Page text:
When one thinks of a beauty pageant, the first things that usually come to mind are gowns, crowns, pretty girls, and a ton of makeup and hair spray. Some people are under the impression that beauty pageants are for girls who are vain, and just want to show off their looks. That assumption is incorrect, at least for the girls of the Miss Manatee County pageant.
Behind the scenes of the pageant, there is a lot more considered than who looks best in their dress. Little do people know that the contestants must first survive an interview with the judges. Contestants are asked questions about themselves; therefore, the answers are solely opinion based. This may seem like a piece of cake, yet the judges are not listening to just their answers. They are judging the contestants on their appearance, posture, speech, manners, personality, intelligence, and body language.
There are four different age divisions: Mini Miss, Little Miss, Junior Miss, and Miss. In the Miss division, ages 16-21, the competition is the toughest. The contestants are interviewed, have to walk the runway in heels and a floor length dress, and also have to give a speech in front of the audience. Painful high heels, nerve-racking public speaking, wardrobe malfunctions, and stiff competition make pageants sometimes very stressful. Why then would girls choose to put themselves through it?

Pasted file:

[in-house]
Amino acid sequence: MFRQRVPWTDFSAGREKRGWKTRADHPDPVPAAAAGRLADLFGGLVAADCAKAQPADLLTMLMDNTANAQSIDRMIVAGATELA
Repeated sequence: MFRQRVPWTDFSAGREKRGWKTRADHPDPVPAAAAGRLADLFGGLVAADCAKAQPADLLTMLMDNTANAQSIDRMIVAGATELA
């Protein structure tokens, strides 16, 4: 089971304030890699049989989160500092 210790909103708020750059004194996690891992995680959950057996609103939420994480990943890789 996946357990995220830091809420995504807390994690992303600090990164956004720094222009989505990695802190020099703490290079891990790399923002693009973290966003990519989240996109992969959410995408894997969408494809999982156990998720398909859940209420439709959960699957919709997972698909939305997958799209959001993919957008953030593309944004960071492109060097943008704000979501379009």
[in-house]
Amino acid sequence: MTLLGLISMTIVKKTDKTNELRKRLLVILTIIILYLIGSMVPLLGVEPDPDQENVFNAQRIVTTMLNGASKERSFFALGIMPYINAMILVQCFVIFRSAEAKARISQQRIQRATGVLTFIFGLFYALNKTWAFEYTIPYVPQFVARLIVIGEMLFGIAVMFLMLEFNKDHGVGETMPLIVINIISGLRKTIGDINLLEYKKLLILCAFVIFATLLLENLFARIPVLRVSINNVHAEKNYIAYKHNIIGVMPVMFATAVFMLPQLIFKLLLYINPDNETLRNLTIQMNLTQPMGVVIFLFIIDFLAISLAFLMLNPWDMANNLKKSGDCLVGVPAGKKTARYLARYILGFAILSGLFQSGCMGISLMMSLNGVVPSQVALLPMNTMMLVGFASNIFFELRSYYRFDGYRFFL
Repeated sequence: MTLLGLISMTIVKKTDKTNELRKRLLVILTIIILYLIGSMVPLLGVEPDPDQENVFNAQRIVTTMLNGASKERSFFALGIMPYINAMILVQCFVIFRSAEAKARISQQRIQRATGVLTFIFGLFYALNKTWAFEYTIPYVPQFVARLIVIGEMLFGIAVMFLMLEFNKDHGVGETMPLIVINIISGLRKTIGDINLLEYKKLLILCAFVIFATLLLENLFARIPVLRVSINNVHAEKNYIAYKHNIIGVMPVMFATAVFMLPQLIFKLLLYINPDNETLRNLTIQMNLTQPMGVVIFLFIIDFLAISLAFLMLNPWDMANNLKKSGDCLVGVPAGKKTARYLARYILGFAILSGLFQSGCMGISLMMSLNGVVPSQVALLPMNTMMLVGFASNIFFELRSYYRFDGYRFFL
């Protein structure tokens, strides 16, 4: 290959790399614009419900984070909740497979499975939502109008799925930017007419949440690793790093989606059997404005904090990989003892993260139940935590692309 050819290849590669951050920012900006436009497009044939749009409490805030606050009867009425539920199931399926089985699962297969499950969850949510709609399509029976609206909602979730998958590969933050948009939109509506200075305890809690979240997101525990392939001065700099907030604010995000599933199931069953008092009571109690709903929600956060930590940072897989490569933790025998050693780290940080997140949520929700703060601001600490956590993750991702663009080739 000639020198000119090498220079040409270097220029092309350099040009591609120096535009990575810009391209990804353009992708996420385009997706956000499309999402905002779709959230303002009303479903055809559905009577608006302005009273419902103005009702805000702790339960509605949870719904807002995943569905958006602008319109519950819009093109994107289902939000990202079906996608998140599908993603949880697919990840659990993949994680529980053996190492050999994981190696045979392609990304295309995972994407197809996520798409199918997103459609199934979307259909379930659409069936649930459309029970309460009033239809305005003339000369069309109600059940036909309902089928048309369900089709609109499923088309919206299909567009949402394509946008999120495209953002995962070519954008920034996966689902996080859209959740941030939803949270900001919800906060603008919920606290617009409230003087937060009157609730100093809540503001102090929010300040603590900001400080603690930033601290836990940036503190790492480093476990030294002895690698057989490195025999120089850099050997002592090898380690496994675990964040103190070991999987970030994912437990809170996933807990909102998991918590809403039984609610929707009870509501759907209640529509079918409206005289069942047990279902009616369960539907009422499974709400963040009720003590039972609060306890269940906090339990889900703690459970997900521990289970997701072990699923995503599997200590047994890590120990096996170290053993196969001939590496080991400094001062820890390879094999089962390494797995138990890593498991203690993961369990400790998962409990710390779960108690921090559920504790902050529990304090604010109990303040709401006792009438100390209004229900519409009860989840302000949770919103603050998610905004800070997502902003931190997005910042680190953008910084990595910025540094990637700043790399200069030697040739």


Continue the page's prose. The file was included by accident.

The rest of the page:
Bailey Mosley, a Miss contestant from Palmetto High School, has been competing in the Manatee County Pageant for five years now.
“The pageant is so much fun each year. It helps prepare you for the future by teaching you interviewing and speaking skills, and also helps to boost your self-confidence,” Mosley said.
The winner receives the usual crown, flowers, and trophy, but they also receive a $1,000 educational scholarship and many great opportunities. Quin Kalish from Manatee High School was the Junior Miss winner of 2010. She agreed that the experience is a lot of fun.
“I learned how to present myself correctly. I also got to meet a ton of people like the county officials, and I got the chance to see how they run the county,” Kalish said.
Other queen duties include parading with the conquistadors, as well as getting to present certain awards at the fair.
Girls of all ages come from many different areas of the county to participate in the event. Karissa Sammons, a 17-year-old at Palmetto High School, has been returning to the pageant every year since she was two, and has received many different awards.
Placing in any division in the Manatee County pageant is a very respectable title that many girls long for, and it isn’t an easy thing to earn. But behind the ball gowns, big hair, and done-up faces, each competitor fights for the title that can only be given to one girl -- the one who can win over the judges and take the crown.